Six Teams Take On New Challenges with HHMI Collaborative Innovation Awards
Together, the teams include 28 researchers from 20 institutions in the United States, Germany, and Israel.
Six teams of scientists with wide-ranging expertise will come together to solve challenging problems with the support of new Howard Hughes Medical Institute Collaborative Innovation Awards (HCIA). HHMI will invest $40 million over the next four years to enable the teams to carry out potentially transformative research.
Together, the teams – each headed by an HHMI investigator – include 28 researchers from 20 institutions in the United States, Germany, and Israel. Each collaborator will receive funds from HHMI to cover their research budget for the HCIA project, and the flexibility to pursue their best ideas.
“The most efficient way to tackle many of today’s biggest scientific problems is to bring together experts in a variety of fields. These teams have assembled the best people in the world to address challenging problems in creative ways,” said Jack E. Dixon, HHMI's vice president and chief scientific officer. “This award offers every member of the team the support they need to move that work forward.”
This is the second round of HHMI’s Collaborative Innovation Awards, which began in 2008 as a pilot program to encourage both HHMI investigators and scientists outside HHMI to undertake new projects of ambitious scope. “We want to enable researchers to take on challenging and important problems that really depend on a team effort,” says Philip Perlman, a senior scientific officer at HHMI who is overseeing the program. Without dedicated support, he added, such large-scale collaborations tend to proceed very slowly, if they happen at all.
The financial support and flexibility provided by the program enabled the eight teams that received awards in 2008 to tackle scientific problems such as surveying the effects of gene imprinting on the brain in mice and engineering a wireless sensor for monitoring intraocular pressure in patients with glaucoma. The success of that first round of awards convinced HHMI to continue the HCIA program.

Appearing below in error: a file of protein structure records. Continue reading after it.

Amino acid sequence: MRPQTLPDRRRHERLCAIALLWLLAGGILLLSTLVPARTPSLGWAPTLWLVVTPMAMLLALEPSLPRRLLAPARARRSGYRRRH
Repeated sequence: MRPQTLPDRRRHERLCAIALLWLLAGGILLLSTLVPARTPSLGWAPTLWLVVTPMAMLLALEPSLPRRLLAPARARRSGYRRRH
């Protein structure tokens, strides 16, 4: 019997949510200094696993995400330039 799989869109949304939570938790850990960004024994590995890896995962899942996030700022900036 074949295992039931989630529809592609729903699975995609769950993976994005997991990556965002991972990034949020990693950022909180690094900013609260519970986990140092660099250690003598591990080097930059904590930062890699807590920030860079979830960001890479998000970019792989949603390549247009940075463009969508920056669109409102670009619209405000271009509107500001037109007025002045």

HHMI investigator Peter Walter, a 2008 awardee who led a team investigating whether manipulating protein quality-control pathways could be beneficial for treating disease, says that project would not have been possible without an HHMI Collaborative Innovation Award. “This was not just dumping more money into something we were already doing. This was a huge collaboration which required lots of different expertise, and our award enabled us to assemble the team we needed,” he says.
Walter and his collaborators at the University of California, San Francisco and the Science for Life Foundation in Chile developed small molecules that alter the way cells detect and respond to unfolded proteins, and used them to reveal a potential drug target for treating multiple myeloma. “What my lab does best is establish mechanism,” he says. “Our collaborators brought in a strong cancer focus, and we were able to advance our work to a stage where industry is interested in pursuing it.” Walter will approach a similar problem from a new angle as a member of one of the team’s receiving a 2012 HCIA award, led by HHMI investigator Jonathan Weissman.